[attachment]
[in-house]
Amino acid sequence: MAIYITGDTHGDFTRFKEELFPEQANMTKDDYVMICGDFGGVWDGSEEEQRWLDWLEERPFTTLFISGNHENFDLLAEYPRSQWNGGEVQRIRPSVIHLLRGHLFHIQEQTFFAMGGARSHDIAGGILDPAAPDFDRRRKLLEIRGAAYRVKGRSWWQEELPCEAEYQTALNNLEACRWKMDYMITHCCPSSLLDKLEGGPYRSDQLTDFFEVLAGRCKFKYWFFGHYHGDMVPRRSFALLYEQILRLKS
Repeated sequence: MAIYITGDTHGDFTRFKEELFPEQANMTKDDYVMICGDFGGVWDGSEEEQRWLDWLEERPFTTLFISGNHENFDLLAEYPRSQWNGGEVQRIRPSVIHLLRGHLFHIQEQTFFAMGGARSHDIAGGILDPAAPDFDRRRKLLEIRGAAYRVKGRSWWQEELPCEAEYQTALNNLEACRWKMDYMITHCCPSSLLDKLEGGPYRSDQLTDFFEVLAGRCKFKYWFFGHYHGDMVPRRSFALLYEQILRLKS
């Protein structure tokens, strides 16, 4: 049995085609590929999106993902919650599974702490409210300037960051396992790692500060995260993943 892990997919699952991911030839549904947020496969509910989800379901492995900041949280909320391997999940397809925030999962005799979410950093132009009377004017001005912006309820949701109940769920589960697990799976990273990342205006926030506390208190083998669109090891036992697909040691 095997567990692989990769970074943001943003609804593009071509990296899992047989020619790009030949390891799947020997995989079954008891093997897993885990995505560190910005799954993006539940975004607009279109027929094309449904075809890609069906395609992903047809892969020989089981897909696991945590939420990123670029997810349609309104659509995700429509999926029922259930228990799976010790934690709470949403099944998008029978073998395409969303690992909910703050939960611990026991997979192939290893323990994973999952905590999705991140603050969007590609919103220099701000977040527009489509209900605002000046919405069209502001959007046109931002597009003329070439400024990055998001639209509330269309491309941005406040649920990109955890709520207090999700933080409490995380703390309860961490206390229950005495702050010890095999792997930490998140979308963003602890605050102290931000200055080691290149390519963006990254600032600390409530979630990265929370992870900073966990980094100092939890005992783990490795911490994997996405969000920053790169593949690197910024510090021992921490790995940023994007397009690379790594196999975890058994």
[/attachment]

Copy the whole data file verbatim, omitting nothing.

[in-house]
Amino acid sequence: MAIYITGDTHGDFTRFKEELFPEQANMTKDDYVMICGDFGGVWDGSEEEQRWLDWLEERPFTTLFISGNHENFDLLAEYPRSQWNGGEVQRIRPSVIHLLRGHLFHIQEQTFFAMGGARSHDIAGGILDPAAPDFDRRRKLLEIRGAAYRVKGRSWWQEELPCEAEYQTALNNLEACRWKMDYMITHCCPSSLLDKLEGGPYRSDQLTDFFEVLAGRCKFKYWFFGHYHGDMVPRRSFALLYEQILRLKS
Repeated sequence: MAIYITGDTHGDFTRFKEELFPEQANMTKDDYVMICGDFGGVWDGSEEEQRWLDWLEERPFTTLFISGNHENFDLLAEYPRSQWNGGEVQRIRPSVIHLLRGHLFHIQEQTFFAMGGARSHDIAGGILDPAAPDFDRRRKLLEIRGAAYRVKGRSWWQEELPCEAEYQTALNNLEACRWKMDYMITHCCPSSLLDKLEGGPYRSDQLTDFFEVLAGRCKFKYWFFGHYHGDMVPRRSFALLYEQILRLKS
């Protein structure tokens, strides 16, 4: 049995085609590929999106993902919650599974702490409210300037960051396992790692500060995260993943 892990997919699952991911030839549904947020496969509910989800379901492995900041949280909320391997999940397809925030999962005799979410950093132009009377004017001005912006309820949701109940769920589960697990799976990273990342205006926030506390208190083998669109090891036992697909040691 095997567990692989990769970074943001943003609804593009071509990296899992047989020619790009030949390891799947020997995989079954008891093997897993885990995505560190910005799954993006539940975004607009279109027929094309449904075809890609069906395609992903047809892969020989089981897909696991945590939420990123670029997810349609309104659509995700429509999926029922259930228990799976010790934690709470949403099944998008029978073998395409969303690992909910703050939960611990026991997979192939290893323990994973999952905590999705991140603050969007590609919103220099701000977040527009489509209900605002000046919405069209502001959007046109931002597009003329070439400024990055998001639209509330269309491309941005406040649920990109955890709520207090999700933080409490995380703390309860961490206390229950005495702050010890095999792997930490998140979308963003602890605050102290931000200055080691290149390519963006990254600032600390409530979630990265929370992870900073966990980094100092939890005992783990490795911490994997996405969000920053790169593949690197910024510090021992921490790995940023994007397009690379790594196999975890058994």